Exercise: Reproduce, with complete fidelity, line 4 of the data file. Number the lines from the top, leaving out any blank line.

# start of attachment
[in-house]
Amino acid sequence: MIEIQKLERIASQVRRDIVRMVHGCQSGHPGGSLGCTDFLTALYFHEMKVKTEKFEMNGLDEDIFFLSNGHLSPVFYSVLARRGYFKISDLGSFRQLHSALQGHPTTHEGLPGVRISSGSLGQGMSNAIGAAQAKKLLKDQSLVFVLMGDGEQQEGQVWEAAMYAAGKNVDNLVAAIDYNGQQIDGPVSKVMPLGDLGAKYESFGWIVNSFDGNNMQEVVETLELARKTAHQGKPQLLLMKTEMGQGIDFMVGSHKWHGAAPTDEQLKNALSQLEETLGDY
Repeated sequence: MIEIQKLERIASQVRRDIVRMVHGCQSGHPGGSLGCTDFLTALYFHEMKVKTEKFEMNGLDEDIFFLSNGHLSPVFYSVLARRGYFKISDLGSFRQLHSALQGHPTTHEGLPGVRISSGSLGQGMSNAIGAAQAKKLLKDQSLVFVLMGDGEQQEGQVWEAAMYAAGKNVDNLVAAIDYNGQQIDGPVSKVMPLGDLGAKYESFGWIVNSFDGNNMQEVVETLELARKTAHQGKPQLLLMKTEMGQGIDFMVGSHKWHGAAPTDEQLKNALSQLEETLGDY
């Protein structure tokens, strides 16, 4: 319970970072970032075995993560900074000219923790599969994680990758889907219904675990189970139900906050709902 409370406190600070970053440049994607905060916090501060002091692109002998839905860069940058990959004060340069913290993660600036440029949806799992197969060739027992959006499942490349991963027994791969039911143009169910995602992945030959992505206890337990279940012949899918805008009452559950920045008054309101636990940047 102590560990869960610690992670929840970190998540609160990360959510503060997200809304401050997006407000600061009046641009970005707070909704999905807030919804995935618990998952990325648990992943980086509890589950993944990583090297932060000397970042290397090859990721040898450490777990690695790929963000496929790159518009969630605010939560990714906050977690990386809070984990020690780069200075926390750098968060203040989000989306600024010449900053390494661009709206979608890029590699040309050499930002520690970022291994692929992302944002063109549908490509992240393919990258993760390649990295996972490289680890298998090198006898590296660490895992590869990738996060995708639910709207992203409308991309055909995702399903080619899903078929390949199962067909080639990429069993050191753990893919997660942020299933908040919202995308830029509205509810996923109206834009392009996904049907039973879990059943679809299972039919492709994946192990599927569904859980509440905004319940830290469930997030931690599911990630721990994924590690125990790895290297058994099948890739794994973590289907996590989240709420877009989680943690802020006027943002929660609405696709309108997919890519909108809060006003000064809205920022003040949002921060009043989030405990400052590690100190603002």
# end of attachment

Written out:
């Protein structure tokens, strides 16, 4: 319970970072970032075995993560900074000219923790599969994680990758889907219904675990189970139900906050709902 409370406190600070970053440049994607905060916090501060002091692109002998839905860069940058990959004060340069913290993660600036440029949806799992197969060739027992959006499942490349991963027994791969039911143009169910995602992945030959992505206890337990279940012949899918805008009452559950920045008054309101636990940047 102590560990869960610690992670929840970190998540609160990360959510503060997200809304401050997006407000600061009046641009970005707070909704999905807030919804995935618990998952990325648990992943980086509890589950993944990583090297932060000397970042290397090859990721040898450490777990690695790929963000496929790159518009969630605010939560990714906050977690990386809070984990020690780069200075926390750098968060203040989000989306600024010449900053390494661009709206979608890029590699040309050499930002520690970022291994692929992302944002063109549908490509992240393919990258993760390649990295996972490289680890298998090198006898590296660490895992590869990738996060995708639910709207992203409308991309055909995702399903080619899903078929390949199962067909080639990429069993050191753990893919997660942020299933908040919202995308830029509205509810996923109206834009392009996904049907039973879990059943679809299972039919492709994946192990599927569904859980509440905004319940830290469930997030931690599911990630721990994924590690125990790895290297058994099948890739794994973590289907996590989240709420877009989680943690802020006027943002929660609405696709309108997919890519909108809060006003000064809205920022003040949002921060009043989030405990400052590690100190603002």